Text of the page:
Anyone remember the musical Oliiver? Food Glorious Food. I was in the chorus of this musical in summer stock in high school This is the refrain that ran through my head today as I watched dozens of people walk into to an already popular class called Eating From Your Garden from April until November. I wasn't kidding when I made up that title. That's what I do, actually eating from March into December and beyond at this point .
I was SO THRILLED with the response to this class. People are hungry (no pun intended) for every scrap of information I can put forth on the subject of growing food. Why? Well, it hits a very deep chord in the human psyche, that's for sure. AND, we are all worried about poisons, genetically modified organisms (gmos's) and other creepy things happening to our food supply that we don't understand and that scare us.
That aside, we all have a primal urge to grow food. It's in our DNA. It always brings me back to reality when I teach a class like this. Most people just are hungry for the basics. Succession cropping. Rotation of crop families. Testing the soil. Understanding how to deal with pests organically. Basic stuff that I take for granted, as does my staff. Yet, we realize over and over that our job is to teach the basics to people who just simply say "Help me learn to grow my own food". For me, it is simple. I want to know my food isn't grown with poisons and doesn't contain genetically modified organisms (gmo's). I want to KNOW where my food comes from. It is, when you really thing about it, the staff of life, the substance I am made of. IS THAT TOO MUCH TO ASK?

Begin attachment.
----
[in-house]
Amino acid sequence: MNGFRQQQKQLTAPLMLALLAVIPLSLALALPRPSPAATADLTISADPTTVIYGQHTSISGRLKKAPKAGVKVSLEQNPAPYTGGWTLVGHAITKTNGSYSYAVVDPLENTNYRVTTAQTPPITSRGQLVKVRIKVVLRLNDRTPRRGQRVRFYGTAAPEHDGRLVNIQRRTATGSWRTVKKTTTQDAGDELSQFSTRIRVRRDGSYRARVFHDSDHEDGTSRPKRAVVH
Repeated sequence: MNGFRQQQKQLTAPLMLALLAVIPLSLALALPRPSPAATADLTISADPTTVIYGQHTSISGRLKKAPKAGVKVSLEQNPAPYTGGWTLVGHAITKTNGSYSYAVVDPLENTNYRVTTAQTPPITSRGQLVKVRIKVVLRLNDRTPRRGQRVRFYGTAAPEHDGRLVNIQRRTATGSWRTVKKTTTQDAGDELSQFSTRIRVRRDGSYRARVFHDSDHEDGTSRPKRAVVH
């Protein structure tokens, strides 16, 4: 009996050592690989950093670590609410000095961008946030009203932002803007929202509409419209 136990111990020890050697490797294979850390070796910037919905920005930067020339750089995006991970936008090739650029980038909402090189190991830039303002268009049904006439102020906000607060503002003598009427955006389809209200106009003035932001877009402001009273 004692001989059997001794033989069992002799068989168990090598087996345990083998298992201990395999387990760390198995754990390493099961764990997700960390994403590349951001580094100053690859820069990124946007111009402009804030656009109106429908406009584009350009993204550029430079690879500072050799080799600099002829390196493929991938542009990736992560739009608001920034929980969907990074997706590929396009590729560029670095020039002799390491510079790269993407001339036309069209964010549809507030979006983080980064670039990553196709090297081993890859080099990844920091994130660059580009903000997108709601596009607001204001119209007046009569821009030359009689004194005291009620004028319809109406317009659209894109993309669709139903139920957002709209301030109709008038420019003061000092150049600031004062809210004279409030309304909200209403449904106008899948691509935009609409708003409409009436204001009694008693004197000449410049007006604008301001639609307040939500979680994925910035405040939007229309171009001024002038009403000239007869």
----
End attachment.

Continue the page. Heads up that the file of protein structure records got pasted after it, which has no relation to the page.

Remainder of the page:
We take food for granted. We waltz into the local grocery store and buy strawberries in January. Where are they from? How were they grown? If we dare to ask those questions, it is a different reality. In my world, yes, you can enjoy strawberries in January at a special occasion party in the winter, but strawberries are a JUNE celebration! Radishes in July in CT? That ain't natural. Once you've grown radishes, you will know that. So, get into the rhythm of growing food and you will never shop at the grocery store with the same mindset again.
The point is, if you eat food in CT you should understand the food that grows in CT. The more you understand it, the more you will want to eat locally and in season. Even if you don't have the time or the yard or the inclination to grow any of your own food, you can still be aware of how it is produced and what is natural in this climate, in this state, in the various months that we can grow and harvest food. With that in mind, look to your local farmer's markets, C.S.A's (Community Supported Agriculture programs), and anyone else that supports local food production in CT. Support them with your dollars, your emails, your blogs, your facebook posts, and anything else in your power to move the local, organic food movement forward in our state. This is about our health, our well being, and the fabric of our communities. This is REALLY IMPORTANT right now. Spring is almost here. Vote with your voice and your buying power to make the CT organic local food economy strong and healthy in 2012 ,